Habib had a knife.
It was a straight razor, a wicked thing with a white handle. He was going to cut me. I resisted, stiffening my neck against his hands. It was futile to resist, though. And anyway, I was paying him.
I was inside Pete's Barber Shop early morning on a Monday. It was bustling, mostly with old timers.
Men and women want different things from their hair salons: Women want a place that is clean, sweet smelling, pristine, as if it had opened for the first time moments before.
Men want a place that has been in existence for generations. We want things to look faded, as if a thousand suns had robbed the floors of their color, just like they have robbed the youth of the elderly barber-in-chief. We want things to look used, but not filthy. We want, in short, a working man's barbershop.
Like many swarthy Jews, I dream of close shaves. My entire life has been one large losing battle with my facial scruff. My beard has no grain - it has many grains. Some places it grows in swirls. It is chaos. And after most shaves... well, let's just say I need to have a good deal of toilet paper around for clotting purposes.
Now, for the first time, I could leave my beard to a professional. Habib wasn't the elderly proprietor of Pete's, obviously, but if he was good enough to wield a pair of scissors there he was good enough for me.
After my hair was done, he lowered the entire chair and dropped my head a bit. On went the facial creme, then the blessed hot towels, and then the lather.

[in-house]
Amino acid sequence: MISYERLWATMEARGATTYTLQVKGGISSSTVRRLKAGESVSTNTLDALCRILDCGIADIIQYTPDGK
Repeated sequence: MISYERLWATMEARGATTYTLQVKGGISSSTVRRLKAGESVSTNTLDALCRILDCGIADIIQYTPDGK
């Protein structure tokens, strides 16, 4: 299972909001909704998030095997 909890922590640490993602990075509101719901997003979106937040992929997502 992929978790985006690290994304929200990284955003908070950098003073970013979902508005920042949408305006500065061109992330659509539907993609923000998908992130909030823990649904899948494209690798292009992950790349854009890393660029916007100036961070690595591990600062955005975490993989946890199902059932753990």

My beard was ready for him. He went to work, scraping away three days of stubble. I don't know if it's normal to spend 20 minutes on a shave, but that's how long it took him. Certain spots - my neck, my chin - he went over at least five times, from all angles. I couldn't see his expression without my glasses, but I'm sure there was a heavy dose of frustration.
When he was done, he applied something to my chin and put on the fantastically painful aftershave, which I loved. Up went the chair. Habib then presented a mirror without a word.
My hair looked perfect. My neck was a bloody mess. He had applied some sort of concealer to a particularly bad cut on my chin. My neck was pockmarked with thin bloody streaks, as if I had been assailed from below by a staple gun. And, worst of all, the shave wasn't any better or closer than I could have done myself.
Sorry, Habib - you've met your match, my friend.